Posted on June 20 2019
Special to The Palm Beach daily News By: Carleton Varney
I was so saddened to hear of the passing Monday at age 95 of Gloria Vanderbilt, a gentle woman comfortable in every possible style, from lovely evening gowns to the jeans she designed for Murjani. We met in the 1970s when her fourth husband, the late Wyatt Cooper, and I were writing for Diplomat, a Washington magazine. I once visited Gloria’s townhouse, where she was at work “collaging” using multi-color detailed fabrics.
She was such a design talent, and that talent was showcased at the Vincent Lippe china and antiques showroom on lower Fifth Avenue. Her Calla Lily china collection, in pinks and greens, is still one of my favorites. I have the complete set of it in Palm Beach and use it often. When I do, I can’t help but think of her kindness over the years.
We met at the White House during the Carter administration, dining and dancing, when I told her how much I admired her work. I had just completed a children’s fabric collection for Schumacher, and she complimented me on how much she liked my pink elephants and happy dog designs. Such was the glue that made us friends: We both loved color and life and all things of glamour — the natural and the bright. Gloria was so generous with her love, and the world appreciated that, I think.
Her art was and is so personal and beautifully presented. I have used her works in homes from coast to coast for clients who love color and now, especially, will cherish them.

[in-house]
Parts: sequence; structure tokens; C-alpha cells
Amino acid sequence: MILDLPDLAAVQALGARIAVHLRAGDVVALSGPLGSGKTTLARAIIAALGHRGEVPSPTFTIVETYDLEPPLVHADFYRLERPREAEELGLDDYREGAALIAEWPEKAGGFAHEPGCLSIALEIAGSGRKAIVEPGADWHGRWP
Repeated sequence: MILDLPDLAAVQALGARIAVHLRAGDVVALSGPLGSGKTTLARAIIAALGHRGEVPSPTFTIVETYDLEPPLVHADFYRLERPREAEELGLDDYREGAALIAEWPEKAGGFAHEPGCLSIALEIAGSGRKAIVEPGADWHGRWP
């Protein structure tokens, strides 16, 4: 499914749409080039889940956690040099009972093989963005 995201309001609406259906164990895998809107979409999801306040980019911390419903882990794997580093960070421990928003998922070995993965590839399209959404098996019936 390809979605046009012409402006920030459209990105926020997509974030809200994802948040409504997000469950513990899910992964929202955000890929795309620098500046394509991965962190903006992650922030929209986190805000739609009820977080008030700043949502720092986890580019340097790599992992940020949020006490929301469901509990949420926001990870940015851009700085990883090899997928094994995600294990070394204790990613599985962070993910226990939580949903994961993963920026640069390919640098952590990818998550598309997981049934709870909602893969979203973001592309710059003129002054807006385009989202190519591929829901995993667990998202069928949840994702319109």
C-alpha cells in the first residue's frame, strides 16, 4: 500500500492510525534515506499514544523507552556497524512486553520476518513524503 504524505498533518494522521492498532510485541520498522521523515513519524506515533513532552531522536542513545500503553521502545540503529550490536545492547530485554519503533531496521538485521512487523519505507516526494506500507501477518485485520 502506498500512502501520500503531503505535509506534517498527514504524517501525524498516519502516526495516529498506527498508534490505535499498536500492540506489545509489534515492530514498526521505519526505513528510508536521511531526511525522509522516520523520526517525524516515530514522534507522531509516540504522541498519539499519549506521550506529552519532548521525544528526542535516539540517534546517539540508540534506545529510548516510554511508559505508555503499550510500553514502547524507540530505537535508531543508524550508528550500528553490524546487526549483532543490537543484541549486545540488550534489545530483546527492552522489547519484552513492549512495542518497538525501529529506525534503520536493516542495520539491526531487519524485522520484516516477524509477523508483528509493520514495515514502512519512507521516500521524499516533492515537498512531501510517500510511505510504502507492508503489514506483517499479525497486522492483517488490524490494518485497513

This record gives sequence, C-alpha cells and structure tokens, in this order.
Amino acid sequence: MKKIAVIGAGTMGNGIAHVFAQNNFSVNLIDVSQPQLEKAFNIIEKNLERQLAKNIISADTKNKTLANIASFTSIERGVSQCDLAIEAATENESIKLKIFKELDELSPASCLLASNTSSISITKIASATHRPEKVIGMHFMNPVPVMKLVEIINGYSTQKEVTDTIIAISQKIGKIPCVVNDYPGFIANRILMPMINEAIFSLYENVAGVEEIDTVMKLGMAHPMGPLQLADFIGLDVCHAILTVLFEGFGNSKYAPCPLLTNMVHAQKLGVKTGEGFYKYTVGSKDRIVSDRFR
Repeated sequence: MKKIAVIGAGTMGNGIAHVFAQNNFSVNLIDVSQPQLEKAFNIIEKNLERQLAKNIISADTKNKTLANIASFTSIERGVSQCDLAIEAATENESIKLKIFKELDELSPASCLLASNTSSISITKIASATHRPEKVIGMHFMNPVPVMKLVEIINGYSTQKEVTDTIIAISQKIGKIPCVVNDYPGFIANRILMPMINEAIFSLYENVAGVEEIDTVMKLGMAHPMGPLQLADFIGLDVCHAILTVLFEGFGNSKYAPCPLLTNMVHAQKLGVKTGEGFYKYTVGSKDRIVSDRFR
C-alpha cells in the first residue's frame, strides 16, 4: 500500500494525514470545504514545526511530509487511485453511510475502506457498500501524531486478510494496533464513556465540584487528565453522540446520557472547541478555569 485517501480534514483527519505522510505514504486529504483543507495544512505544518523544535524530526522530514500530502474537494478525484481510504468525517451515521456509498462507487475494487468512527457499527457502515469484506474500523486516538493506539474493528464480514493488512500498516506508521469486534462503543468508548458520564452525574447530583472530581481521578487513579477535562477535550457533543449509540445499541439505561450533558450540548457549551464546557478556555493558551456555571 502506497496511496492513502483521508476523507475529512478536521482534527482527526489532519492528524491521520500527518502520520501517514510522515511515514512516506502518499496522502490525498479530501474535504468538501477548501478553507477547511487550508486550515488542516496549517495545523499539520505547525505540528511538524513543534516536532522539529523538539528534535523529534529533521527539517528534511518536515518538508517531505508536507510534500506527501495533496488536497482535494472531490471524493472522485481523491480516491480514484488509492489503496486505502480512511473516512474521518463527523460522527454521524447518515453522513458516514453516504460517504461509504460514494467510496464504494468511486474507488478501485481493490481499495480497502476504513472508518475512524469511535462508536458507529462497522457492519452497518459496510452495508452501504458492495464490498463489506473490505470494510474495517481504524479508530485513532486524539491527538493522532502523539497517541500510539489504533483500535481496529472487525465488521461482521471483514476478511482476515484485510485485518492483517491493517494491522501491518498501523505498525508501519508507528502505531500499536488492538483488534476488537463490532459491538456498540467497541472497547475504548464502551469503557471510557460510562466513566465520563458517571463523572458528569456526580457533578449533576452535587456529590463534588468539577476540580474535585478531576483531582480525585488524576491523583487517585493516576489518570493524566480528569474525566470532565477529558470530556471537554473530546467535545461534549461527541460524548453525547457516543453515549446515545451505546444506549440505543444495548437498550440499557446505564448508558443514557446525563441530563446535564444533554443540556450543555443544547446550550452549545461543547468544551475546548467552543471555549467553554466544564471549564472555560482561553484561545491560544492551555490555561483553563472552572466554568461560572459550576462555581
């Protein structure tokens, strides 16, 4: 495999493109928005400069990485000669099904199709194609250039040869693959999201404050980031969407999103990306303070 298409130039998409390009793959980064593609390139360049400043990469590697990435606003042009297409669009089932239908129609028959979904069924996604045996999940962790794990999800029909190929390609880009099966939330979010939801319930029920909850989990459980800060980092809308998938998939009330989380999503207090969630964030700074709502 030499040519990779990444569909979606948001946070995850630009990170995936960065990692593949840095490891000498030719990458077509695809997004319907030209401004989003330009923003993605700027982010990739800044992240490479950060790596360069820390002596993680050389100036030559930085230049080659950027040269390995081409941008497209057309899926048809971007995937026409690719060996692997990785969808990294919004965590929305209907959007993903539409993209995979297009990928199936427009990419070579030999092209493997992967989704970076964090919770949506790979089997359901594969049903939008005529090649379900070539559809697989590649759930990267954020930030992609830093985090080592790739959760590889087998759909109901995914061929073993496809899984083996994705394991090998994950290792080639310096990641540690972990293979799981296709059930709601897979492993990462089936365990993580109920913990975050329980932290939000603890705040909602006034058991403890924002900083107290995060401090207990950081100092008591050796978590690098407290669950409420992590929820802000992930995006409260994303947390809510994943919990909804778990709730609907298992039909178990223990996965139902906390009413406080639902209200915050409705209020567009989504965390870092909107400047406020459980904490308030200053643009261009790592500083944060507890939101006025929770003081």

She always greeted me with a bright smile when I visited her in New York City on Beekman Place, a working studio filled with originals that are now part of museum collections across America. She was a true artist of our time, a glamorous artist who rightfully deserved praise and a place in the art world.
She added so many new chapters to the Vanderbilt family history, including her work as a model and an actress, one with a Broadway hit or two.
If I could, I would once again tell her: “Thank you, dear Gloria,” for always appreciating my work as I did hers. Her endorsement of my book, “Decorating in the Grand Manor,” is so beautifully written and inscribed on the book jacket along with her signature.
She, indeed, has left beauty behind. And I’m sure that in heaven, all the angels — and, I imagine, beautiful white swans — are extending to her a lovely and warm welcome, just as she did so often for so many.